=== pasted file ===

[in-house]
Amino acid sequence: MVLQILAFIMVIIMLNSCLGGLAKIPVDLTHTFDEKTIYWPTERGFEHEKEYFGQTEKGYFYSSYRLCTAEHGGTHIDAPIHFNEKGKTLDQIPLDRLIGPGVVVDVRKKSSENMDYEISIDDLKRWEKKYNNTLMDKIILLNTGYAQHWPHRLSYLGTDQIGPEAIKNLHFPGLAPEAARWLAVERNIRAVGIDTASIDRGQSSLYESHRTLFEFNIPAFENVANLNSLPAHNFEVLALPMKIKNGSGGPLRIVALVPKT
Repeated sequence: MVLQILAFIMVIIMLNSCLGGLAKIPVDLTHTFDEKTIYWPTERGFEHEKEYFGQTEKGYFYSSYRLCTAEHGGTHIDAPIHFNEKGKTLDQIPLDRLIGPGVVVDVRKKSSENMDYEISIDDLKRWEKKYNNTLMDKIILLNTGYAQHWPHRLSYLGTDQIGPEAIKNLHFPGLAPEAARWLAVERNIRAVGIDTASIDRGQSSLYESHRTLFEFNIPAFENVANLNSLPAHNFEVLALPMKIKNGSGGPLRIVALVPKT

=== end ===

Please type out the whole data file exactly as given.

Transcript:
[in-house]
Amino acid sequence: MVLQILAFIMVIIMLNSCLGGLAKIPVDLTHTFDEKTIYWPTERGFEHEKEYFGQTEKGYFYSSYRLCTAEHGGTHIDAPIHFNEKGKTLDQIPLDRLIGPGVVVDVRKKSSENMDYEISIDDLKRWEKKYNNTLMDKIILLNTGYAQHWPHRLSYLGTDQIGPEAIKNLHFPGLAPEAARWLAVERNIRAVGIDTASIDRGQSSLYESHRTLFEFNIPAFENVANLNSLPAHNFEVLALPMKIKNGSGGPLRIVALVPKT
Repeated sequence: MVLQILAFIMVIIMLNSCLGGLAKIPVDLTHTFDEKTIYWPTERGFEHEKEYFGQTEKGYFYSSYRLCTAEHGGTHIDAPIHFNEKGKTLDQIPLDRLIGPGVVVDVRKKSSENMDYEISIDDLKRWEKKYNNTLMDKIILLNTGYAQHWPHRLSYLGTDQIGPEAIKNLHFPGLAPEAARWLAVERNIRAVGIDTASIDRGQSSLYESHRTLFEFNIPAFENVANLNSLPAHNFEVLALPMKIKNGSGGPLRIVALVPKT